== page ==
Computational fluid dynamics calculations using high-performance parallel computing were conducted to simulate the prestall flow of a transonic compressor stage, NASA compressor Stage 35. The simulations were run with a full-annulus grid that models the 3D, viscous, unsteady blade row interaction without the need for an artificial inlet distortion to induce stall. The simulation demonstrates the development of the rotating stall from the growth of instabilities. Pressure rise performance and pressure traces are compared with published experimental data before the study of flow evolution prior to the rotating stall. Spatial fast Fourier transform analysis of the flow indicates a rotating long-length disturbance of one rotor circumference, which is followed by a spike-type breakdown. The analysis also links the long-length wave disturbance with the initiation of the spike inception. The spike instabilities occur when the trajectory of the tip clearance flow becomes perpendicular to the axial direction. When approaching stall, the passage shock changes from a single oblique shock to a dual shock, which distorts the perpendicular trajectory of the tip clearance vortex but shows no evidence of flow separation that may contribute to stall.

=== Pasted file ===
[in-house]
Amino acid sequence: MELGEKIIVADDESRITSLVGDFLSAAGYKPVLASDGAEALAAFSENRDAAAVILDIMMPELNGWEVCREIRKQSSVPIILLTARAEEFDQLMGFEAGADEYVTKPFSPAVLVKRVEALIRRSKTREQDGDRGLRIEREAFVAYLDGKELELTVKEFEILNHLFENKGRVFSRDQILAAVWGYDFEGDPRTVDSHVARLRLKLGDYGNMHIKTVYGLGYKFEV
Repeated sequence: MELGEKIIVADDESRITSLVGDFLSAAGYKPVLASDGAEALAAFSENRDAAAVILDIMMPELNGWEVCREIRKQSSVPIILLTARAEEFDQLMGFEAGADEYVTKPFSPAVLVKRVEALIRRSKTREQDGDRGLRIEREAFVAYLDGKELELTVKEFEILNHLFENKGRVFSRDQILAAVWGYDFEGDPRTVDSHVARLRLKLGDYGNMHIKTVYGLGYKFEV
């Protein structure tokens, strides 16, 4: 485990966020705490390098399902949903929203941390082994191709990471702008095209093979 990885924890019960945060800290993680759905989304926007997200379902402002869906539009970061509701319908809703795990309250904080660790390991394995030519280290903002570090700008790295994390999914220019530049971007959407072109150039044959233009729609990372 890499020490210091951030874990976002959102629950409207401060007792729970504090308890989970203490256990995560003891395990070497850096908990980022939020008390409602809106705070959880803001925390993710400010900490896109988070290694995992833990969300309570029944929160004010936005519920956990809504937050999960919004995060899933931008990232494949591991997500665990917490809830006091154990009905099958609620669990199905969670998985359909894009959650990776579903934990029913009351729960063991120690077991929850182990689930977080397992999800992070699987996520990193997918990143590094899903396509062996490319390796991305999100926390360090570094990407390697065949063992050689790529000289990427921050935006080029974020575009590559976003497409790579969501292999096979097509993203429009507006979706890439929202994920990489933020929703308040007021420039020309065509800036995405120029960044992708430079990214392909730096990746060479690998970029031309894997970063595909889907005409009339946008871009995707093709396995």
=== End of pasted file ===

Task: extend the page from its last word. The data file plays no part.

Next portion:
Prestall Behavior of a Transonic Axial Compressor Stage via Time-Accurate Numerical Simulation
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Chen, J., Hathaway, M. D., and Herrick, G. P. (August 1, 2008). "Prestall Behavior of a Transonic Axial Compressor Stage via Time-Accurate Numerical Simulation." ASME. J. Turbomach. October 2008; 130(4): 041014. https://doi.org/10.1115/1.2812968
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